- Insufficient distance maintained between aircraft departing New Jersey’s Teterboro Airport and planes landing at Newark Liberty International Airport
- Delta Airlines’ inspection and maintenance programs for fuel tank and electrical wiring interconnection systems failed to comply with federal regulations
Lerner said some of Transportation’s findings into the allegations were reasonable, but she remained concerned over delays in, or a lack of, corrective action in other instances.
Transportation said in a statement that it takes all whistleblower complaints seriously, and has been working with OSC since February 2010 on the seven specific cases cited in the White House report. In 2009, FAA established an office responsible for ensuring whistleblower cases are reviewed and investigated independently.
“We are confident that America’s flying public is safe -- thanks in part to changes that DOT and FAA have already made in response to these concerns and other whistleblower disclosures,” the statement said. “DOT is committed to continuing to review its policies and practices to implement improvements where necessary.”
During the briefing, Lerner emphasized her office’s concern over repeated whistleblower allegations -- there are five more complaints currently being investigated -- but stopped short of alarmism.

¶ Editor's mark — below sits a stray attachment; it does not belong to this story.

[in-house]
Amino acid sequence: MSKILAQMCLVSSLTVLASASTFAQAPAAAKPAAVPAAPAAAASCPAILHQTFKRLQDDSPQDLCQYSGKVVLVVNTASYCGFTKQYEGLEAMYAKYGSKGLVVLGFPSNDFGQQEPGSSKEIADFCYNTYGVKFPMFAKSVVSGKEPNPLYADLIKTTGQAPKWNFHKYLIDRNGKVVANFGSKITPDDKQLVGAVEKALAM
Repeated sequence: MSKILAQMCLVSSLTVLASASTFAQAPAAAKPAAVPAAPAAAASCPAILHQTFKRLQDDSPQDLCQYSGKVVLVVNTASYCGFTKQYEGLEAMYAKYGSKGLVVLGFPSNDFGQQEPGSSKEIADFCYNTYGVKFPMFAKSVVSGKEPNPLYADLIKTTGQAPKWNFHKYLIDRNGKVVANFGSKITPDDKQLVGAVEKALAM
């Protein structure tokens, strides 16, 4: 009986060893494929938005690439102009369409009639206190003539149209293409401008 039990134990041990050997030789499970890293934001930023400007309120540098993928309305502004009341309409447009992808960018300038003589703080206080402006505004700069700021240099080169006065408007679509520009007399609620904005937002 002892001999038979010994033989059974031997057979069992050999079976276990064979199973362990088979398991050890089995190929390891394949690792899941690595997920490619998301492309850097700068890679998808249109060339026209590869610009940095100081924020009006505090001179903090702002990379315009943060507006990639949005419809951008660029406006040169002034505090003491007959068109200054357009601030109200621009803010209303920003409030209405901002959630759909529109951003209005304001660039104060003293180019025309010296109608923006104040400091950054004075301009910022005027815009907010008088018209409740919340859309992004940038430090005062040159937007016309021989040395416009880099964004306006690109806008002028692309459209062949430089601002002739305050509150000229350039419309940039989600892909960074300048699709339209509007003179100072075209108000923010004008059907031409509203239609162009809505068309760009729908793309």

“To be clear, we are not saying U.S. aviation is unsafe,” she said. But a snapshot of the problems brought to light by the whistleblowers included in the White House report indicates a troubling pattern in aviation safety, Lerner acknowledged.
House Transportation and Infrastructure Committee Chairman John Mica, R-Fla., weighed in on OSC’s findings, noting the office “raises some very significant concerns about aviation safety and information revealed by FAA whistleblowers.” Mica urged the Transportation Department to look closely at the issues. “While the U.S. aviation system is the safest in the world, we must stay vigilant to ensure it remains as safe as possible,” he said.
A group representing thousands of FAA employees criticized what it said was a slow response to correcting problems the whistleblowers raised. “Our concern rests with the serious delays in addressing these elevated concerns and timeliness of proper resolution and attention,” said Linda Goodrich, vice president of flight standards at the Professional Aviation Safety Specialists.
Update: OSC disputed Transportation’s statement regarding the timeline related to the seven whistleblower cases. Some of OSC’s referrals to the department regarding those disclosures took place in 2008, said Ann O’Hanlon, director of communications at OSC. O’Hanlon also said that of the seven cases outlined in the May 8 letter, the first whistleblower went to FAA or DOT internally in 2005, another in 2006 and others in 2008. “Some of these were the first of two referrals by the same whistleblower, so DOT may be looking at the second referral in each case and citing 2010 or later in their timeline,” O’Hanlon wrote in an email. “But part of our point, of course, was that these things delay for years and often aren’t resolved at first, forcing the whistleblower to return to our office. Thus, we are citing the first time the whistleblower or the Office of Special Counsel told FAA/DOT of the problem.”